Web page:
Professor Stephen Muecke


College of Humanities, Arts and Social Sciences

place Humanities (253)
GPO Box 2100, Adelaide 5001, South Australia

Stephen Muecke is a senior scholar in the Humanities. Recent books are Latour and the Humanities, edited with Rita Felski, Johns Hopkins University Press, 2020 and The Children’s Country: Creation of a Goolarabooloo Future in North-West Australia, co-authored with Paddy Roe, Rowman and Littlefield International 2020.

He has been a visiting professor at the Freie Universität, Berlin and at Paris XIII. He is a writer specialising in cross-generic work; a recent publication is The Mother’s Day Protest and Other Fictocritical Essays (Rowman and Littlefield International, 2016). He also works on cultural theory, with a special edition of New Literary History (“Recomposing the Humanities—with Bruno Latour”), 2016. He has a long record of work with Indigenous people (a new edition of Paddy Roe’s Gularabulu: Stories from the West Kimberley appeared with UWA Publishing, 2016), and current research involves ethnographic documentation of Goolarabooloo county north of Broome, Western Australia, using a ‘multirealist’ approach.


Ph.D, University of Western Australia

Mès.L, Paris VIII

BA(Hons), Monash University.

Honours, awards and grants

Joe in the Andamans and Other Fictocritical Stories,Shortlisted for
2010 Adelaide Festival Awards for Literature in the Innovation Category.

Finalist, 2005 Byron Bay Writers Festival Poetry Prize.

Centenary Medal 2002, For Service to Australian Society and the Humanities in the Study of Aboriginal Philosophy.

Gularabulu, Short-listed for the National Book Council Awards, 1983.

Reading the Country, Non-fiction prize for the West Australian Week Literary Awards, 1985. Short-listed for the NSW Premier’s Literary Awards, 1985.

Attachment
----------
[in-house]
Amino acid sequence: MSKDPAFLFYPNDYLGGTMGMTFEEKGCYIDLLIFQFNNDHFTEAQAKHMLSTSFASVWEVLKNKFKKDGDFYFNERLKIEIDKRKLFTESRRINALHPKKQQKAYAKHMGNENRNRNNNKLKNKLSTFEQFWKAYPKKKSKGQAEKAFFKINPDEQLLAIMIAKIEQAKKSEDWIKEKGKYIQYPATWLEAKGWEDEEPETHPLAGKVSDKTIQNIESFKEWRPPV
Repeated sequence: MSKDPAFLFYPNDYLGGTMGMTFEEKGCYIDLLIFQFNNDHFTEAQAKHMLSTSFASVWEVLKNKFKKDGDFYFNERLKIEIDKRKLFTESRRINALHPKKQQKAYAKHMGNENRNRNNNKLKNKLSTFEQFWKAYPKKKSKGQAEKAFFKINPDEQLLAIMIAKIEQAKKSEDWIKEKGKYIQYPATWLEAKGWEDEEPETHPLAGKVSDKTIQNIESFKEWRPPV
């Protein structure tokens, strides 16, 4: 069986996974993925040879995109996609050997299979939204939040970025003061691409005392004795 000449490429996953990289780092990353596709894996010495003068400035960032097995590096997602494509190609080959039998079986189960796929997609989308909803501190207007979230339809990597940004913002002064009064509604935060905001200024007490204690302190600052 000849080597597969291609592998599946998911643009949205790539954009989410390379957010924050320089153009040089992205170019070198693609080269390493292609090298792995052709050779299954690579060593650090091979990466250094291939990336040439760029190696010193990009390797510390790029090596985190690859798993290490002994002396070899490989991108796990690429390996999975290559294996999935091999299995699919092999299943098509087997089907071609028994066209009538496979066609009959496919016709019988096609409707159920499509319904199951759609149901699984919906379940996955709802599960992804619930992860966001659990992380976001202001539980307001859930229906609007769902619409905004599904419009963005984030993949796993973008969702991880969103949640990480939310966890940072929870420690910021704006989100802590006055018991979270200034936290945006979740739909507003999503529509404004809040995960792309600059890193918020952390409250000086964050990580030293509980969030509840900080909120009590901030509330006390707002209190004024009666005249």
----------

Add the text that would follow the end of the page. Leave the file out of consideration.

Paperbark, Highly Commended in the 1990 Human Rights and Equal Opportunity Awards.

“Australia, for example,” Commended in Island/North Broken Hill Peko Essay competition, 1993/4.

No Road  Short-listed for the NSW Premier’s Literary Awards, 1997. Short-listed for the The Age Book of the Year, 1997. Highly Commended in the Fellowship of Australian Writers National Literature Awards, 1997.

About this little devil and this little fella, Shortlisted for the Western Australian Premier’s Book Awards, 1999.

Key responsibilities

Convenor, Posthumanities research theme, CHASS

Higher degree by research supervision
Principal supervisor: Aboriginal walking trails (1), Creative Arts (1), autoethnography (2)
Higher degree by research student achievements
Amy Mead

PhD - JUN 2021

Expert for media contact
Aboriginal Australia
Australian culture
English language
French language
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Media expertise
  • Ecotourism
  • Aboriginal Australia
  • Australian culture
  • English language
  • French language
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